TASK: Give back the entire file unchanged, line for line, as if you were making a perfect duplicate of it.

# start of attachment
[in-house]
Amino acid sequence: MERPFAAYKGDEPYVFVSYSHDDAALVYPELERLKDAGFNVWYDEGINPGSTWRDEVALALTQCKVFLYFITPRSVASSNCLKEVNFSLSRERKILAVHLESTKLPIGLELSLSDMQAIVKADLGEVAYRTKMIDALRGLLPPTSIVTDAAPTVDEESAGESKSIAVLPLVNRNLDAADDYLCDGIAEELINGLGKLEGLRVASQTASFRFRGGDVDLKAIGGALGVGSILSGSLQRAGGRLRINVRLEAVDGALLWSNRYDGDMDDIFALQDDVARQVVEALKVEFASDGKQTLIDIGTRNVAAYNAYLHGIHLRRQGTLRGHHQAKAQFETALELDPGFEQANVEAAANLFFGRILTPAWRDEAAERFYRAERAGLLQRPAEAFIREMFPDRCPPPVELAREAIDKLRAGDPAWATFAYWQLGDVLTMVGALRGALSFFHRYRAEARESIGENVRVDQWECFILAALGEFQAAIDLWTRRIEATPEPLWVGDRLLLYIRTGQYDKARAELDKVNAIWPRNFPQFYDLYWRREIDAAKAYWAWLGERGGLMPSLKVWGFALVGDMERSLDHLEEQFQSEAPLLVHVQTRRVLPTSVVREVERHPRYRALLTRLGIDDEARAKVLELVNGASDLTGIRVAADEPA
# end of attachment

[in-house]
Amino acid sequence: MERPFAAYKGDEPYVFVSYSHDDAALVYPELERLKDAGFNVWYDEGINPGSTWRDEVALALTQCKVFLYFITPRSVASSNCLKEVNFSLSRERKILAVHLESTKLPIGLELSLSDMQAIVKADLGEVAYRTKMIDALRGLLPPTSIVTDAAPTVDEESAGESKSIAVLPLVNRNLDAADDYLCDGIAEELINGLGKLEGLRVASQTASFRFRGGDVDLKAIGGALGVGSILSGSLQRAGGRLRINVRLEAVDGALLWSNRYDGDMDDIFALQDDVARQVVEALKVEFASDGKQTLIDIGTRNVAAYNAYLHGIHLRRQGTLRGHHQAKAQFETALELDPGFEQANVEAAANLFFGRILTPAWRDEAAERFYRAERAGLLQRPAEAFIREMFPDRCPPPVELAREAIDKLRAGDPAWATFAYWQLGDVLTMVGALRGALSFFHRYRAEARESIGENVRVDQWECFILAALGEFQAAIDLWTRRIEATPEPLWVGDRLLLYIRTGQYDKARAELDKVNAIWPRNFPQFYDLYWRREIDAAKAYWAWLGERGGLMPSLKVWGFALVGDMERSLDHLEEQFQSEAPLLVHVQTRRVLPTSVVREVERHPRYRALLTRLGIDDEARAKVLELVNGASDLTGIRVAADEPA